will note its likeness to the liberal group represented by Ameer Ali, to whose influential work it is undoubtedly indebted. In reviewing its present propaganda in English, we shall look first
at what it says on behalf of Islam and then at what it says against Christianity.

The claims which are made in favor of Islam are obviously determined less by a study of that religion and its history than by a study of what will appeal to the westerner, for the Woking
missionaries “aim to please.” According to their noted leader Kamal-ud-Din, “Before the advent of Islam, the notion of the Deity entertained by man was somewhat hideous.” “Prayers, hymns, ceremonials, and offerings were their chief aim, while sacrifices propitiated the Divine anger.” But “Islam came with a new conception of religion.” This contrast would be hard to understand if we were not elsewhere told that “Islam . . . dawned upon humanity from the very beginning; it was the religion of Adam and of all the prophets following him.” Indeed, “it is the religion of every prophet of God who appeared in any part of the world at any period of the world’s history.” To prove Islam “the cosmopolitan religion,” the koranic saying, “We have sent in every nation an apostle,” is stretched, beyond all Moslem reason, to include such ill-assorted figures as Buddha, Confucius, and Krishna. To support the quite heretical contention that these pagan religions are only Islam under another name, Kamal-ud-Din forges a quotation from the Koran which refers in charitable terms to the Vedas and the Gita (“Four Lectures on Islam,” Lahore, n.d., pp. 5f.). This
particular piece of impudence seems not to have been repeated, for it occurs only in an address at Allahabad in 1911. More suited to Western needs is the frequent assertion that Islam is
the same as true Christianity. “Islam . . . is in very truth Christianity shorn of the man-made dogmas.” Christ himself “was a true Musalman.” “The religion taught by Jesus himself
was Islam.” Yet, though “all religions have divine revelation as the common basis from which they start,” Islam (in the narrower sense) “claims to be the final and most perfect expression
of the will of God.” Though a British convert declares that “all the prophets command equal respect from us and we make no distinction in our allegiance to them,” he adds almost
at once, “we receive all our inspirations and guidance from the Koran and the sayings of the Prophet.” And the supremacy of Mohammed is by all the writers unmistakably asserted. “He
was a man towering . . . far above any of his contemporaries, predecessors, or successors.” Unlike all others, he was not a national, but a World Prophet. “Among all the reformers of
the world Mohammed . .. occupies the highest position because not a minute of his life was spent for any object other than the service of humanity.” Furthermore, he is not only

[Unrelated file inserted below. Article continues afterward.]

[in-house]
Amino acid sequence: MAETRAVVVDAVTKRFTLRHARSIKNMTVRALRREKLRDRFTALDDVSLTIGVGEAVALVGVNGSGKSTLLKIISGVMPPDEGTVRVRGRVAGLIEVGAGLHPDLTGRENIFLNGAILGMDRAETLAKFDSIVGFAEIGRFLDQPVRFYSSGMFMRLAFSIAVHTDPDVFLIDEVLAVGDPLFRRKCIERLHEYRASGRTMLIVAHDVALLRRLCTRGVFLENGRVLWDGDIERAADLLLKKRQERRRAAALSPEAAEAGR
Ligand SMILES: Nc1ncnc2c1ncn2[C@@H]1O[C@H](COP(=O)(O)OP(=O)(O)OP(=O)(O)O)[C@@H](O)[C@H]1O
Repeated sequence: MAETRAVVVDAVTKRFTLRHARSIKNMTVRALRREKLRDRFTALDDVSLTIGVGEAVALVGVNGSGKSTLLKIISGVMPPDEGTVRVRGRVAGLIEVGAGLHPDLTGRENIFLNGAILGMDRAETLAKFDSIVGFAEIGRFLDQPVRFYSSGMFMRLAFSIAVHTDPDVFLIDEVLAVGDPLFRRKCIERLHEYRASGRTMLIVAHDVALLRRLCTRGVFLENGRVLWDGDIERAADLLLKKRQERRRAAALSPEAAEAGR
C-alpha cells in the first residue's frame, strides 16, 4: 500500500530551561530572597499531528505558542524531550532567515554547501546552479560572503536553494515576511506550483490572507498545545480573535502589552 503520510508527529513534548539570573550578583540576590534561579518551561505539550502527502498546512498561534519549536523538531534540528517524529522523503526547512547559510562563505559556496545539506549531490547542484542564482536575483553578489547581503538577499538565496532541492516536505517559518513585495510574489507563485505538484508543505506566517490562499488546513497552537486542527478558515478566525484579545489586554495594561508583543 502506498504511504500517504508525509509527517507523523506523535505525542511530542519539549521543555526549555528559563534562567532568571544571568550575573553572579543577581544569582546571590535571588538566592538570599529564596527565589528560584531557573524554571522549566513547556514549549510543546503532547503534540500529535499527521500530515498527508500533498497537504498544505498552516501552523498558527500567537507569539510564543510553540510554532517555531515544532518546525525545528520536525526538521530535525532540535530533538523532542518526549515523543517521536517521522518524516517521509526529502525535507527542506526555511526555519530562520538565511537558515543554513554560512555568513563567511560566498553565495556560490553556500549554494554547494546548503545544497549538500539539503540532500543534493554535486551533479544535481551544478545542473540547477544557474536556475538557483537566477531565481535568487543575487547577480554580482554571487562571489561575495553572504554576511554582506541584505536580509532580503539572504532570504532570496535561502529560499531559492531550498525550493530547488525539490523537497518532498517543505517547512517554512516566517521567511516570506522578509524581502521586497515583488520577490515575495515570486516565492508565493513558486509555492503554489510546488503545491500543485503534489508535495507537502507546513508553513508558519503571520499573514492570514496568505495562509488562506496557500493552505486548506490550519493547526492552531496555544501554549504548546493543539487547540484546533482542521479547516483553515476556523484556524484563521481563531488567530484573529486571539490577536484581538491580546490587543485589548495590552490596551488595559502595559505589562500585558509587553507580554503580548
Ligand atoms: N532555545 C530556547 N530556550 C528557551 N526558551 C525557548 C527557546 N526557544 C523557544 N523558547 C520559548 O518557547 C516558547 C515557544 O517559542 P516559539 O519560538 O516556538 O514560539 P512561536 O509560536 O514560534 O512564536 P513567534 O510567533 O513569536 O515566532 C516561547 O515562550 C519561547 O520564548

the greatest but the last of the prophets.

The Koran is of course supreme among sacred books. “No other sacred book has remained free from human alloy.” “The treasures of Wisdom met with in the Holy Koran would be
sought in vain in the Gospels.” “It is unique in literature, the most original book in the world.” Its perfection constitutes it a miracle – the final revelation.

The Moslem missionaries, however, are not content to assert authoritatively the superiority of their religion, their prophet, and their book. They are more concerned to express that
superiority in popular terms that will persuade the modern western mind. We read, therefore, that “Islam is a religion of Humanity, Toleration, and Progress.” “The religion of Mohammed
is the progress of the human race in the free light of the Eternal Unity.” The precise meaning of these sentences is less plain than the effort they embody to give the public what it wants. But in regard to “progress,” the writers are ready with definite details. They not only try to refute the proposition that Islam is unprogressive but press on to the positive assertion that Islam is the source of nearly all modern progress. “By emancipating Reason, Mohammed paved the way for the miracles that followed in learning, science, commerce, industry, and the mingling of humanity.” “Our present civilization is very largely due to the benefits and results of Islamic culture in Spain, Sicily, and the Near East.” “At the Reformation came intellectual freedom and emancipation, nourished and developed by Islamic thought and influence.” Dazzling pictures
are given of Moslem civilization at its height. “Islam thus introduced into the modern world civilization, philosophy, the arts, and the sciences.” In fact, “the greatest boon that Islam conferred on humanity was the unique stimulus it gave to learning.” And “in social reforms the faith of Islam has achieved results as wonderful as in the realms of education and science.” The present mental lethargy in Moslem countries is only “the result of historical circumstances” having no connection with Islam.